Utopian thinking played an important role in these activities, giving form to the space of possibility opened up by the revolution. In focusing on the writings of Puente and Santillán, we hope, then, to highlight the close dialogue between political movements and the alternative realities of their utopias.

Isaac Puente and Libertarian Communism (1932)

Isaac Puente was a doctor from the Basque country, an advocate of naturism and neo-Malthusianism,[2] who was executed at the beginning of the Spanish Civil War. His pamphlet Libertarian Communism (El Comunismo Libertario) was first published in 1932 and sold in enormous quantities. Following the rising of that year in Alt Llobregat, Puente, like many other anarchists, was convinced that the working class of Spain was ready to rid itself of capitalism, and that its natural striving towards liberty was only obstructed by the oppressive apparatus of the state. In his pamphlet he declared that: ‘The greatest of evils is not capital, which exploits the worker, enriching itself at his expense, but rather the state which keeps the worker naked and undefended, maintaining him in subjection by armed force and by imprisonment [...] the state, that old, old institution, now confronts the libertarian aspirations of the people. They will overwhelm it’.

Puente’s vision of libertarian communism was based on a moral critique of contemporary society: ‘Man is at the mercy of these two social afflictions which escape his control [capital and the state]: they make him petty, stingy and lacking solidarity when he is rich and cruelly insensitive to human suffering when he wields power. Poverty degrades, but wealth perverts’. However, Puente resisted describing in precise terms the moral improvement to society that would presumably flow from a social revolution. Instead, the majority of the pamphlet is dedicated to contesting the ‘prejudices’ that he thought could prevent the full acceptance of libertarian communism among the people. Such prejudices range from those likely to be found among political rivals of the anarchists – social democrats and Bolshevik-inspired communists were implied in his references to ‘social architects’ and the ‘intercession of politicians’ – to what might be considered the ‘common sense’ of class society, which justifies social division according to supposed naturally occurring human hierarchies. In countering these prejudices, Puente adopted a polemical tone. His was a ‘libertarian common sense’ which affirmed that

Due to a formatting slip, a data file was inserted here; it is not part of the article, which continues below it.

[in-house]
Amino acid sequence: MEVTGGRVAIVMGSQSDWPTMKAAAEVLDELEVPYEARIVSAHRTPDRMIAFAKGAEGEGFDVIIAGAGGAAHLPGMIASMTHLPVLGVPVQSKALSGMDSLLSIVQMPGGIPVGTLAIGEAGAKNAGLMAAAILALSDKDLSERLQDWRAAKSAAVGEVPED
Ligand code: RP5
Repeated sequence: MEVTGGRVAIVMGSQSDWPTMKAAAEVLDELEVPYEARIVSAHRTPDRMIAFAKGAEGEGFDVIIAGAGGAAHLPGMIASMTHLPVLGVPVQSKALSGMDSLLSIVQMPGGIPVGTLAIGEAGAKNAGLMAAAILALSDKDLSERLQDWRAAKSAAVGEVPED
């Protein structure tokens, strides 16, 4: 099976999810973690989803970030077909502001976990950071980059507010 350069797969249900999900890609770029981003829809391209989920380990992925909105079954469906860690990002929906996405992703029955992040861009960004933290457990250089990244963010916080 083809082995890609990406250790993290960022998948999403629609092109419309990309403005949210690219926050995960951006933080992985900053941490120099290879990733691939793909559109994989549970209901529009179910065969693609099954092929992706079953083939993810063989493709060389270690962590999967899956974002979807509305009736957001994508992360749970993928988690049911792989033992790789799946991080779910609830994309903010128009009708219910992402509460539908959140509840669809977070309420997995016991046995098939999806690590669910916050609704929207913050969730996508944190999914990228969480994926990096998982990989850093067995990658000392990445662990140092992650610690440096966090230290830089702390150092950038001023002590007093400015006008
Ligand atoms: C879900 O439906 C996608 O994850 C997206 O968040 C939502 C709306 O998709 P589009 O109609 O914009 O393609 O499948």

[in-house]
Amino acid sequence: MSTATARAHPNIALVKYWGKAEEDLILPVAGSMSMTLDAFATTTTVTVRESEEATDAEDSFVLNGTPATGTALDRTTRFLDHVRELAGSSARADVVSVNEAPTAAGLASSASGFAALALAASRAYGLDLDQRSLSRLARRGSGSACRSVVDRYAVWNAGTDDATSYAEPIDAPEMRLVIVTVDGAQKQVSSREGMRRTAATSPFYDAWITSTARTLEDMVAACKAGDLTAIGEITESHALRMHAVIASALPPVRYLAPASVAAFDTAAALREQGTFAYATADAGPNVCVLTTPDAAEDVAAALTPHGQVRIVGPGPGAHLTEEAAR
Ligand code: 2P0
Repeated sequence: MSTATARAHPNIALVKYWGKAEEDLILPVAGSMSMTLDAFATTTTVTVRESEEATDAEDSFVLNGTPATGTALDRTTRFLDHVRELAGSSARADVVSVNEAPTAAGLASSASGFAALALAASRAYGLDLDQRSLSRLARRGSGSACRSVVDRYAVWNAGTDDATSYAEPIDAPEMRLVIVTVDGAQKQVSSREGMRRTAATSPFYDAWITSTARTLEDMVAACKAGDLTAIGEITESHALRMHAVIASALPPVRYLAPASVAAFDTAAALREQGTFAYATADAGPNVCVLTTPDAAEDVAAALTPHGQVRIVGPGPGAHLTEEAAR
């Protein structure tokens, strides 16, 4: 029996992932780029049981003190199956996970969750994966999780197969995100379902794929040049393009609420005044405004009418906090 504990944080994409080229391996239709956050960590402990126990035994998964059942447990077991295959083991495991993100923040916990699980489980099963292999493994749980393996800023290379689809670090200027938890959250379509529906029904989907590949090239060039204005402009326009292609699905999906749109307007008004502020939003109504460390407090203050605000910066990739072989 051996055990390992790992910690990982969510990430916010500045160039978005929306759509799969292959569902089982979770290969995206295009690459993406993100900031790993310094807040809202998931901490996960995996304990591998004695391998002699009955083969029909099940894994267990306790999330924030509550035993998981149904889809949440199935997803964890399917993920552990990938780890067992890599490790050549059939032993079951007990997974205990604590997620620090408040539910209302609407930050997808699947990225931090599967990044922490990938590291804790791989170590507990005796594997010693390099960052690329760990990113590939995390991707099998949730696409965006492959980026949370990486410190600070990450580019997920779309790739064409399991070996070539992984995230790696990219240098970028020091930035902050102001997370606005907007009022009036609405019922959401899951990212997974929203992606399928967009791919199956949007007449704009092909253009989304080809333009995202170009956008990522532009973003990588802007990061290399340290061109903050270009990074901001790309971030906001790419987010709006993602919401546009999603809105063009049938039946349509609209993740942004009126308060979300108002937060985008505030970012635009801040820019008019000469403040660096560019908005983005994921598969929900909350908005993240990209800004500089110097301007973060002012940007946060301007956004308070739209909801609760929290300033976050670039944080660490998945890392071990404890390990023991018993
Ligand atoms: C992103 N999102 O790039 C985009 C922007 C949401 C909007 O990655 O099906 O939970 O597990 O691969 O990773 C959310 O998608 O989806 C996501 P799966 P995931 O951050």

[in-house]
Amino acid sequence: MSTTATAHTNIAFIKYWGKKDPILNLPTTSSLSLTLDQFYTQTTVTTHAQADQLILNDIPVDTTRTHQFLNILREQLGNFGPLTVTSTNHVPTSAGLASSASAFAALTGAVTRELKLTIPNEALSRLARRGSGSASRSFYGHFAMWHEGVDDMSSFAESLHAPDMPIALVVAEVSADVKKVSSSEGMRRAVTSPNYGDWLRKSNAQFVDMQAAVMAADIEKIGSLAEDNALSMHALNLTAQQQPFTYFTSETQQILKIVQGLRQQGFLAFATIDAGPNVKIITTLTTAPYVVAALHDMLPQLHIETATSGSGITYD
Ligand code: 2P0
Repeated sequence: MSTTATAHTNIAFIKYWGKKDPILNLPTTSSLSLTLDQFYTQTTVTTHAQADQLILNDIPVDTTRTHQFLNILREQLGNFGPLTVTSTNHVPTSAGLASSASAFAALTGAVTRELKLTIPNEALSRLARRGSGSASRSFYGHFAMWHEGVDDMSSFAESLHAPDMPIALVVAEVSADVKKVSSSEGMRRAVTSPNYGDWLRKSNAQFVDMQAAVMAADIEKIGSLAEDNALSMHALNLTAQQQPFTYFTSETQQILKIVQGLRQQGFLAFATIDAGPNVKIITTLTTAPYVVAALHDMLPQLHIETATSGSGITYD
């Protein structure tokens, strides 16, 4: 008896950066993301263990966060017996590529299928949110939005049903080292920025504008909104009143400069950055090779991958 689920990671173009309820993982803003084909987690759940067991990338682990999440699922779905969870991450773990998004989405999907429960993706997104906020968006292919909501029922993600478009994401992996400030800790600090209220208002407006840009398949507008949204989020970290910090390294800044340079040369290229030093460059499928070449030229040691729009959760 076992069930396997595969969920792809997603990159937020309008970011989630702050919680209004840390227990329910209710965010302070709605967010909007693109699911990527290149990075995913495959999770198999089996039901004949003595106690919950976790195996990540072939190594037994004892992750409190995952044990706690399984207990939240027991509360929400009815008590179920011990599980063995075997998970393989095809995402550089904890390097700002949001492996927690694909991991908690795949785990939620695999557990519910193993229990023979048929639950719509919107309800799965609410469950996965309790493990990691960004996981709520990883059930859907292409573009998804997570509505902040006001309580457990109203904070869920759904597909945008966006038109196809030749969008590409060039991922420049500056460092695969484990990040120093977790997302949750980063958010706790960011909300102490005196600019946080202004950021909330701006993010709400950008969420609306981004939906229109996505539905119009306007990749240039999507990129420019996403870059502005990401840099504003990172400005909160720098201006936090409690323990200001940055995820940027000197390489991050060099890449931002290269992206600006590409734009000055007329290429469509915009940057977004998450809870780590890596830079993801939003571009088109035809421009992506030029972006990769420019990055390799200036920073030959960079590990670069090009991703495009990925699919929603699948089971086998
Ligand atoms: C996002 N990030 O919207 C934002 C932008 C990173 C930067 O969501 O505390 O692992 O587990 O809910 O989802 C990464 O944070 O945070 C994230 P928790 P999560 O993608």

The workers know more about sociology than the intellectuals; they are much more farsighted when it comes to solutions [...] the working class has a much more precise vision of the future and a greater breadth of spirit than all the intellectual classes put together [...] For all its ferocious ignorance, an uncultivated mentality is preferable to minds that have been poisoned by privilege and eroded by the routine grind of learning [...] What holds human societies together is not compulsion by the powers that be, nor the intelligent foresight of those in government [...] [but rather] the instinct for sociability and the need for mutual aid [...] With biological humility we anarchists ask that these organising tendencies and instincts be given free rein.

Here, Puente argues in simple yet poetic language what decades of anarchist influence had already instilled in much of the Spanish working-class population: that society was organised so as to deny liberty to the worker and to justify this denial through ideological prejudice. Therefore, Puente believed that living in libertarian communism would be ‘like learning to live’, ‘emerging from dullness little by little’. It is likely that Santillán’s subsequent careful statistical argument regarding Spanish capitalism’s inefficiency was intended as a complement, or even a self-conscious contrast to Puente’s moral manifesto.